Mercedes-Benz A-250 Sport Review

By: Ged Bulmer

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Mercedes-Benz A-Class Mercedes-Benz A-Class Mercedes-Benz A-Class
Mercedes-Benz A-Class Mercedes-Benz A-Class Mercedes-Benz A-Class
Mercedes-Benz A-Class Mercedes-Benz A-Class Mercedes-Benz A-Class

Driven: Benz dips a toe into hot-hatch market and doesn’t get burned

Mercedes-Benz A-250 Sport Review
Driven: Mercedes-Benz A-Class


Mercedes-Benz A-Class

It must be tough being a prestige car maker these days. Where the established marques once concentrated on a few key models and boasted easily articulated brand positioning, things are a lot murkier today.

Take Mercedes-Benz. The German marque once served up the inevitable sedan, coupe, convertible and wagon variants of its few core models, but these days its range has multiplied like the Ebola virus.

Which brings us to the all-new A-Class, the third generation of Benz’s small car and currently the most affordable Mercedes. The handsome five-door hatch is built on the same modular platform that underpins the slightly larger B-Class. Pricing starts at a reasonable $35,600 for the base A180 BlueEfficiency, rising to $40,900 for the identically priced A200 BlueEfficiency and A200 CDI BlueEfficiency, and topping out at the $49,900 A250 Sport.

We only sampled the latter during a compact drive program and it boasts a larger 2.0-litre four, plus sports-oriented upgrades to wheels, tyres, brakes, exhaust, interior and exterior styling. Though clearly a rival for Audi’s A3 2.0 TFSI quattro and BMW’s 125i, the hatch most openly referenced was Volkswagen’s standard-setting Golf GTI.

The A250 Sport’s direct-injected turbo four punches out 155kW/350Nm via a seven-speed, dual-clutch transmission. Fuel economy is 6.6L/100km but, perhaps more importantly, it can post a 6.6sec 0-100km/h time – 0.3sec faster than a Golf GTI.

On top of impressive standard equipment, the A250 Sport adds 18-inch alloys, AMG bodykit, lowered sports suspension, bi-xenon headlights, cross-drilled brakes, dual exhaust, and a panoramic electric sunroof. Inside are sculpted sports seats, eye-catching red seatbelts, red stitching on dash, doors and seats, carbon-look trim, flashes of cool alloy and AMG flat-bottom sports steering wheel.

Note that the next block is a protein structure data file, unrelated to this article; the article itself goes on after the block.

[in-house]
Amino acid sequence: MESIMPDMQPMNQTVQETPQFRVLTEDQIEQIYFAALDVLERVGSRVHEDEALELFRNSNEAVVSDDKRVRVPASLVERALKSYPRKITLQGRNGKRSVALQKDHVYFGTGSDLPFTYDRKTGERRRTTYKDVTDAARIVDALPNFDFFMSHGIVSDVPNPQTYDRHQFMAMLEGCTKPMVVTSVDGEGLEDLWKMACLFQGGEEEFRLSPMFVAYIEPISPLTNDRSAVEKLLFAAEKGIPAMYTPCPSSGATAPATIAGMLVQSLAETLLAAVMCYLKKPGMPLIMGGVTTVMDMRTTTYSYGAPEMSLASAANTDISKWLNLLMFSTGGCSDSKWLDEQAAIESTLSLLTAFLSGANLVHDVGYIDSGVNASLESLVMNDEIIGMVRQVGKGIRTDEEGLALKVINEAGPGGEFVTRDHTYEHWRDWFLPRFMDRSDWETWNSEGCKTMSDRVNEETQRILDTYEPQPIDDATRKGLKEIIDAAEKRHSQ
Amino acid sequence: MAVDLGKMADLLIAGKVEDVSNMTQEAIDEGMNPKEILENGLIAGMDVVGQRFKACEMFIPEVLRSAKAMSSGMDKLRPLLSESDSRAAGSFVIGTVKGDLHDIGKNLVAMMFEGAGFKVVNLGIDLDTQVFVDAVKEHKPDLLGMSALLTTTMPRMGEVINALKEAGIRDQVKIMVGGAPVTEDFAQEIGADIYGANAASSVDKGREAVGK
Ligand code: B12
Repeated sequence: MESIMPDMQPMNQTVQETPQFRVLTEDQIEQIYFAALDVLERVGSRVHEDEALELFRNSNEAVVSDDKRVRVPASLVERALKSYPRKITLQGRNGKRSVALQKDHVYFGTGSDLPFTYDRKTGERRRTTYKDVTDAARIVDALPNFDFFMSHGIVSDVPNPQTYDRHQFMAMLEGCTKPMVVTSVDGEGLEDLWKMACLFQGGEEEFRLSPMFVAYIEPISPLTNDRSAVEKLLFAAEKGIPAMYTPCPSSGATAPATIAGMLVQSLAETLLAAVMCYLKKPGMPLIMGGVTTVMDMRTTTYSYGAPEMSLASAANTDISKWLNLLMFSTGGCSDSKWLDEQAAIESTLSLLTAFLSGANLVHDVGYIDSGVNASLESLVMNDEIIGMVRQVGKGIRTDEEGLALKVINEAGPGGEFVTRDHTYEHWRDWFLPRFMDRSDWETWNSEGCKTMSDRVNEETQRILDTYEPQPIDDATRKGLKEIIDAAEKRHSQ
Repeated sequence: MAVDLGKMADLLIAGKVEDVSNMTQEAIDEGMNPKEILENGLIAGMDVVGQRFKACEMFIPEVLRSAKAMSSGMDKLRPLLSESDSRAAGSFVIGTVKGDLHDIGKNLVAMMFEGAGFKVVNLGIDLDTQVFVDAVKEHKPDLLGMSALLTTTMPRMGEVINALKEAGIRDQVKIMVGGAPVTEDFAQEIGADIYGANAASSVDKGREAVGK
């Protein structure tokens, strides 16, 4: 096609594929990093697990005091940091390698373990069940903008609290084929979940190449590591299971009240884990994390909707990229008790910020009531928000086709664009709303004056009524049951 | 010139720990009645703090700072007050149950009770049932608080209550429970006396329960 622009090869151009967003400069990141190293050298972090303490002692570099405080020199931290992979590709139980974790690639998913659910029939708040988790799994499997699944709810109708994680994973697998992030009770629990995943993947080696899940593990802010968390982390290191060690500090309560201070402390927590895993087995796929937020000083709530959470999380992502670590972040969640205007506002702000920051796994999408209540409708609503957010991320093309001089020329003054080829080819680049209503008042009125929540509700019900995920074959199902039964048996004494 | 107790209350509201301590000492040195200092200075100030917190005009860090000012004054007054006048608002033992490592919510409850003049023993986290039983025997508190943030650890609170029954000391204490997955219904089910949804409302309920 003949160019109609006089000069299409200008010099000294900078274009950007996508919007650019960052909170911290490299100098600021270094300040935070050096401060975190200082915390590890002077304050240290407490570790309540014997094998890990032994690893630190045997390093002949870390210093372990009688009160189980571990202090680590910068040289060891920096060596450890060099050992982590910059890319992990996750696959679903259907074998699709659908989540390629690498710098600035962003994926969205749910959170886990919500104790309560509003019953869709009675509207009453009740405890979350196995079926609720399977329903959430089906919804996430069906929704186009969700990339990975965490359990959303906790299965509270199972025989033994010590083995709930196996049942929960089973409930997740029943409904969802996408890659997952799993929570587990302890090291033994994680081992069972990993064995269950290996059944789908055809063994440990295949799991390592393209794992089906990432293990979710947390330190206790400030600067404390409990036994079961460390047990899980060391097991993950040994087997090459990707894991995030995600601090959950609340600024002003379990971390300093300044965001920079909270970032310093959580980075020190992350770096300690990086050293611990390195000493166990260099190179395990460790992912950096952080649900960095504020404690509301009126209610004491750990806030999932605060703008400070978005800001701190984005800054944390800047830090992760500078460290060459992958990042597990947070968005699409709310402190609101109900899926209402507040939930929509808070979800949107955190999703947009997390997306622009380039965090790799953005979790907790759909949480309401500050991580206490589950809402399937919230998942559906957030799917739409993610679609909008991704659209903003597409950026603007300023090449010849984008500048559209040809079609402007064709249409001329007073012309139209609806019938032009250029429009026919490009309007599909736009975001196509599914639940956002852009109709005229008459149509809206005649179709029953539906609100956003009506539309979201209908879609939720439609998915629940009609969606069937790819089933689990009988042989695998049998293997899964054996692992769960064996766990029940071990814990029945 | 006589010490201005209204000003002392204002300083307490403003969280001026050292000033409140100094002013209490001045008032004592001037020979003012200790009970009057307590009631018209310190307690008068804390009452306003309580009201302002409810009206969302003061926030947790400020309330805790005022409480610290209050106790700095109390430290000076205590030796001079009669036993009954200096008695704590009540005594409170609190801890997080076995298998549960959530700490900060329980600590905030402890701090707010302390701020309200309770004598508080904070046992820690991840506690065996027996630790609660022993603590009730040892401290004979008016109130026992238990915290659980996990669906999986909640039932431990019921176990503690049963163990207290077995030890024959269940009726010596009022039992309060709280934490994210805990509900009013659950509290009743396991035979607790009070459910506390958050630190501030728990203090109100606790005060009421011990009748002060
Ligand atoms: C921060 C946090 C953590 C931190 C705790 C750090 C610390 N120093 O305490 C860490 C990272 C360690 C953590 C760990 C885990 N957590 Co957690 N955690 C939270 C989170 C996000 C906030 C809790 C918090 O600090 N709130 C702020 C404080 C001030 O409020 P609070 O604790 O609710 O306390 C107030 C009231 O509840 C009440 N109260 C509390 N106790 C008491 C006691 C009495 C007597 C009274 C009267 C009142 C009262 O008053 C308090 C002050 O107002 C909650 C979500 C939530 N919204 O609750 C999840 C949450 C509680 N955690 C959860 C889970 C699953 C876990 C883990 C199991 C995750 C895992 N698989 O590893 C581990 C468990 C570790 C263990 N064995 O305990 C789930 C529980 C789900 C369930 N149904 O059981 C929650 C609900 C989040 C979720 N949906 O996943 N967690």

Benz says its AMG performance arm has fettled the engine, suspension and gearbox, yet the hot-hatch stops short of bearing AMG livery, and is classified instead as having been "engineered by AMG".

That leaves space for the forthcoming 265kW A45 AMG, due in September. Until then, the A250 is the hottest A-Class. Performance from its turbo 2.0-litre is a tad doughy in ‘eco’ mode, but it rises to the bait nicely when switched to Sport.

Thus engaged, the feisty four-pot eagerly strafes its 6250rpm redline, the gearbox serving up the cogs with precision, while a 30-second overboost feature pumps an extra 10kW into the chambers above 4000rpm. Through the twists of our test route, the A250 showed the benefits of AMG’s chassis tune. It was quick, clean and precise, with tremendous cornering composure.

Indeed, this third-gen A-Class is the closest Benz has come yet to delivering a truly desirable small car and it’s a big step up on the dullsville previous generation. It’s utterly competitive with the best of its rivals, but in this rare instance, delivered at a price that won’t make your ears bleed.



Mercedes-Benz A250 Sport

Engine: 1991cc 4cyl, DOHC, 16V, turbocharger
Power: 155kW @ 5500rpm
Torque: 350Nm @ 1200-4000rpm
Weight: 1445kg
Gearbox:  7-speed dual-clutch
0-100kM/h: 6.6sec (claimed)
Top speed: 240km/h (claimed)
Price: $49,900



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